The government of Italy began requiring business-to-government electronic invoicing in 2014. Last year it expanded that policy to include B2B e-invoicing for specific sectors such as the petroleum sales industry. At the same time, Italy passed laws mandating that all B2B invoices must be electronic by 2019. The change, which is now in effect, applies to all businesses registered in Italy.
Italy is the first EU member to legislate B2B e-invoicing. But European Union member states have been taking advantage of electronic invoicing for some time. That’s because e-invoicing makes cross-border commerce easier and more standardized throughout the entire EU. For more than a decade, Sweden has required e-invoices for its central government agencies. This year Sweden is expected to require e-invoicing within the public sector, as well. In France, e-invoicing has been required for large companies since 2017, and for mid-sized companies since last year. All other companies will be required to make the transition in 2019. Poland is developing an e-invoicing platform, and Ireland, the UK, and Germany all have plans to implement varying degrees of e-invoicing.
Several years ago, the United States Office of Management and Budget also issued a directive asking agencies under its authority to use electronic invoices. The Treasury Department wanted the government to use a secure digital invoice and payment processing platform, because its research showed that it would save time, labor, and money. While it is still essentially a pilot program, mandatory e-invoicing within U.S. government agencies does appear to be on the near horizon.
Italy made the shift to e-invoices to gain benefits not possible with conventional invoicing. Paper invoicing is slower, more cumbersome, and more expensive. It requires repeated manual input and manipulation, which results in greater opportunity for human error and fraud. Paper invoices have to be physically copied and securely archived. Time and labor-intensive processes are repeated whenever invoices are shared between decision makers, departments, offices, accountants, banks, tax planners, and others.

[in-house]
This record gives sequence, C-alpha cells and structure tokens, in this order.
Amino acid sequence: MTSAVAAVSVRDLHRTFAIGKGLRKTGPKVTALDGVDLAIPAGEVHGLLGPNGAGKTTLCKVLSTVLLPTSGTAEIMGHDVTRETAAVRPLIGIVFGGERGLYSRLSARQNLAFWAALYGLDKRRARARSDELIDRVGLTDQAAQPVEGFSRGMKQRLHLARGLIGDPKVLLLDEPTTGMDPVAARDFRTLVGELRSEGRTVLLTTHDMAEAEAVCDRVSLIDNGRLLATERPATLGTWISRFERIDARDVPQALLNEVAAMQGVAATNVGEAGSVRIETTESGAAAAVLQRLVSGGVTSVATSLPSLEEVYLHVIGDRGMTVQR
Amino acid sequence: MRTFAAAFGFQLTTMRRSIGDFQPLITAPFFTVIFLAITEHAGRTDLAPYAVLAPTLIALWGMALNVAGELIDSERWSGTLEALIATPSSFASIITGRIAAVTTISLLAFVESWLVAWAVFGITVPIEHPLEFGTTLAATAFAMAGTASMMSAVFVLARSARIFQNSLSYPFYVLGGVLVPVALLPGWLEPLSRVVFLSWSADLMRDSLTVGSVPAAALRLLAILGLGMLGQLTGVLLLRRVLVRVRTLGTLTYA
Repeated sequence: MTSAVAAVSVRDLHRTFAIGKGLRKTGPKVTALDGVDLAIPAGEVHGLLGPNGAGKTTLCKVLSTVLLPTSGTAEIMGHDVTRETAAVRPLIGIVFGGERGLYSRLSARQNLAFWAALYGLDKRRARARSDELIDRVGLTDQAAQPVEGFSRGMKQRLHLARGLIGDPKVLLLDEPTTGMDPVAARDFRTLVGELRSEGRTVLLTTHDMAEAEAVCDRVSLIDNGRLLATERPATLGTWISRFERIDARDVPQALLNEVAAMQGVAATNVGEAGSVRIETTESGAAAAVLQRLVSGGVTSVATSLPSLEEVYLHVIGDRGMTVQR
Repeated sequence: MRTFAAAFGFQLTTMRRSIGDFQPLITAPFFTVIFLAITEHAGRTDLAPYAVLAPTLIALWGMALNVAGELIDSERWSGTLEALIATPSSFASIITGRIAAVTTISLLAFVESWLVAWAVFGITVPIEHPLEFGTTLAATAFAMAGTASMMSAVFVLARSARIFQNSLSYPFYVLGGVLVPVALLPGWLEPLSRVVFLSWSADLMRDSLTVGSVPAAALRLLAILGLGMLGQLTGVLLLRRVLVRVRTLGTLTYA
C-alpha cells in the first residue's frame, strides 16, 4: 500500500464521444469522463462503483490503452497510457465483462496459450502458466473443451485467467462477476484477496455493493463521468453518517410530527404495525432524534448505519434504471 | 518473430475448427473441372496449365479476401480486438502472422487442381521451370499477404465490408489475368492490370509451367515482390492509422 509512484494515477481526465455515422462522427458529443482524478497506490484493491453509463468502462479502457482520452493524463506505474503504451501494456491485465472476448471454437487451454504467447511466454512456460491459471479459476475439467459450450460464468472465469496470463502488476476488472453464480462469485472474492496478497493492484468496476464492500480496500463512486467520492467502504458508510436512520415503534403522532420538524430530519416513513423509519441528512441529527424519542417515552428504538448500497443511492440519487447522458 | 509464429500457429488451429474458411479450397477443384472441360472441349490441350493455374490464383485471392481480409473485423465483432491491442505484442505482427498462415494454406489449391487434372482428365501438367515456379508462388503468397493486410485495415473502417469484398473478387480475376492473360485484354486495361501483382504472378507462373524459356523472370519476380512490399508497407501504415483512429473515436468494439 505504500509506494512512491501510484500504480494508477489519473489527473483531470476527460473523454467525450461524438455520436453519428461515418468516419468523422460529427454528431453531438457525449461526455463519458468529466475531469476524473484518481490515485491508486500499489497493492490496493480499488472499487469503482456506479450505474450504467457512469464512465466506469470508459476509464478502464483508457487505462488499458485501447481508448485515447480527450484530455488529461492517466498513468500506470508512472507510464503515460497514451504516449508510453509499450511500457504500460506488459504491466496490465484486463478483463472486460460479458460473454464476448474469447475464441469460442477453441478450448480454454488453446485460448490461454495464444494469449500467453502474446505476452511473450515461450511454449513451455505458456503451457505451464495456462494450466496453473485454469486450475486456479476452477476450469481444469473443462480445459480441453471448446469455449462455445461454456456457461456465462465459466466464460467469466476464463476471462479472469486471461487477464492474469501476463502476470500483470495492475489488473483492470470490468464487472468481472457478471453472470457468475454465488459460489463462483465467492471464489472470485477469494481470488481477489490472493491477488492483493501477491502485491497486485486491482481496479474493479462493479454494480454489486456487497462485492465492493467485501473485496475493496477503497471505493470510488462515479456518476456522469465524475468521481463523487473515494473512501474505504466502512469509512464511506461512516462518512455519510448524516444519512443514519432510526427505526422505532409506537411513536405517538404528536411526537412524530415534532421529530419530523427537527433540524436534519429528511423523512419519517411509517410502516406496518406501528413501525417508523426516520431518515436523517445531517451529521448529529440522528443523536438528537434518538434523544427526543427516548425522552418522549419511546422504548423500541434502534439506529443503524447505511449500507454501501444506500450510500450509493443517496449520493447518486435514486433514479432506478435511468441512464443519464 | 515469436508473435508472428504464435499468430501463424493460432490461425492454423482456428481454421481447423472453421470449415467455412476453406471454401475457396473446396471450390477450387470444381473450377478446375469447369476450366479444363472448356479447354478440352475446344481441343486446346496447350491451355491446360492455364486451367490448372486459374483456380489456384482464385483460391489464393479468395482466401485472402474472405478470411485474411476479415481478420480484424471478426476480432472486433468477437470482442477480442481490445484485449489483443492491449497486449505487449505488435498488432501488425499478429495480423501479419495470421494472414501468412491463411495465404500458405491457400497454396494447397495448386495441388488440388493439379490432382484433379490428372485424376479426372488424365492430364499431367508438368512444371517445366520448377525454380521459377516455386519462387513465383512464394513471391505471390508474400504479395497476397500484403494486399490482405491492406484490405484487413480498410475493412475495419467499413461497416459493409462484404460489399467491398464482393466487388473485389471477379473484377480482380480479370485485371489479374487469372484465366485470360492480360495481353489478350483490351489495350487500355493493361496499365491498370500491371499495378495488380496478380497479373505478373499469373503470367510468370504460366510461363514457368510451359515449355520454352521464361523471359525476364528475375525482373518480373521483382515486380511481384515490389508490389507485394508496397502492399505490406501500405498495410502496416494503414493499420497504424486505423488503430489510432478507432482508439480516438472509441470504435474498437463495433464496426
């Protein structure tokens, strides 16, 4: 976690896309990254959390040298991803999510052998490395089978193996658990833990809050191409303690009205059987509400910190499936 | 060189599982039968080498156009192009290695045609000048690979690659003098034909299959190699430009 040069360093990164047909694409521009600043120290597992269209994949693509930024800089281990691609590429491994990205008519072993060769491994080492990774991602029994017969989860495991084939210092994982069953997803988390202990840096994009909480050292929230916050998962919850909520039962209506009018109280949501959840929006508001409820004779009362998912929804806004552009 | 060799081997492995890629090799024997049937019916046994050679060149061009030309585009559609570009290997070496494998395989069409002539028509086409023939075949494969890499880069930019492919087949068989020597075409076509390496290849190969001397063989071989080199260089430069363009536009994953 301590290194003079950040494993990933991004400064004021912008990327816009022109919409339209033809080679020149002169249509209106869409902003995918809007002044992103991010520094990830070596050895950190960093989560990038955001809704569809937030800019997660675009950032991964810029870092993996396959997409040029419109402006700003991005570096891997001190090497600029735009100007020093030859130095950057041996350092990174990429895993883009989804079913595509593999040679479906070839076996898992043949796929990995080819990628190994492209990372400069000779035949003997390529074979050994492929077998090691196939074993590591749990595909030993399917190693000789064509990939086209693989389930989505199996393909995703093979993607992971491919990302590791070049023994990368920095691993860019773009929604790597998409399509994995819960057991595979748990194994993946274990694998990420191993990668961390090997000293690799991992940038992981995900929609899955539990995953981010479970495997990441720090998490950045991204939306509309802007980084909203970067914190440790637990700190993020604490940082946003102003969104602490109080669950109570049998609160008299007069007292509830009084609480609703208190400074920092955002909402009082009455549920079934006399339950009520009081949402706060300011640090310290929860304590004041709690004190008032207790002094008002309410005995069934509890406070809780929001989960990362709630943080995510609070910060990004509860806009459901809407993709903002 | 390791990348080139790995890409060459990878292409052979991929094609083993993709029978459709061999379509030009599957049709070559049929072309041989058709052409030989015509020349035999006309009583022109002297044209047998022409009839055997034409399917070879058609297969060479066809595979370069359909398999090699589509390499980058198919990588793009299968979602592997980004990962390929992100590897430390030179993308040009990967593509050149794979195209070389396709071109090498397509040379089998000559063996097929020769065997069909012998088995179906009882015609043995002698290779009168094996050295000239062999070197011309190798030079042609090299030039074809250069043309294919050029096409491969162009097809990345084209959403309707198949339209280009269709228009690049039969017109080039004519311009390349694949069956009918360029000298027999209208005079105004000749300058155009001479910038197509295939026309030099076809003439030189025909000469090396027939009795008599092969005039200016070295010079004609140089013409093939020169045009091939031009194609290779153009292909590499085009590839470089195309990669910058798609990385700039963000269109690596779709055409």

E-invoicing, on the other hand, eliminates those cumbersome steps and procedures. It dramatically accelerates payment processing to shrink the revenue cycle timeline. Searches for invoice records are practically instantaneous. Reconciliation is faster and more reliable, and e-invoicing facilitates quicker and easer audits and analysis – including financial projections and sales reports. A study published in 2017 by Billentis found that transitioning to e-invoicing typically results in overall cost savings of 60 to 80 percent. That’s because of cost reductions throughout the billing and collection cycle.
Mandatory B2B e-invoicing in Italy represents the way of the future for governments and businesses worldwide. Paper checks are quickly becoming obsolete. Cloud-based accounting is a game-changing innovation. E-commerce is increasing market share by leaps and bounds. Consumers are using electronic wallets, while shopping and paying with mobile devices. Companies are integrating digital technology to expedite supply chain and revenue cycle management. Affordable systems and technologies are moving B2B transactions into the future. They can deliver the same kinds of benefits that Italy anticipated, and businesses can capture those benefits now.